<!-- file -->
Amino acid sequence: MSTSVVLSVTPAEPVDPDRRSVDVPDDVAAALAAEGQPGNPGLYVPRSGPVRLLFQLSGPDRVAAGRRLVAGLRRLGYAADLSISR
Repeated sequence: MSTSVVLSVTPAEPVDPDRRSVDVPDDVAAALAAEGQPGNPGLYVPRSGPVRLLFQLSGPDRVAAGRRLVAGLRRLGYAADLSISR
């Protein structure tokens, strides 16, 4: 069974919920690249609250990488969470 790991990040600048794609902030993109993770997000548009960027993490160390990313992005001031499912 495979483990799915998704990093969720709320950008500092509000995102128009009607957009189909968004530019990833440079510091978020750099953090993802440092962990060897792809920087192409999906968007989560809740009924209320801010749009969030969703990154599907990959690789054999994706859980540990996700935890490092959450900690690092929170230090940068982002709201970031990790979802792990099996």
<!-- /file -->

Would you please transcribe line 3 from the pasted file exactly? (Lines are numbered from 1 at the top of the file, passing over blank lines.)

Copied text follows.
């Protein structure tokens, strides 16, 4: 069974919920690249609250990488969470 790991990040600048794609902030993109993770997000548009960027993490160390990313992005001031499912 495979483990799915998704990093969720709320950008500092509000995102128009009607957009189909968004530019990833440079510091978020750099953090993802440092962990060897792809920087192409999906968007989560809740009924209320801010749009969030969703990154599907990959690789054999994706859980540990996700935890490092959450900690690092929170230090940068982002709201970031990790979802792990099996």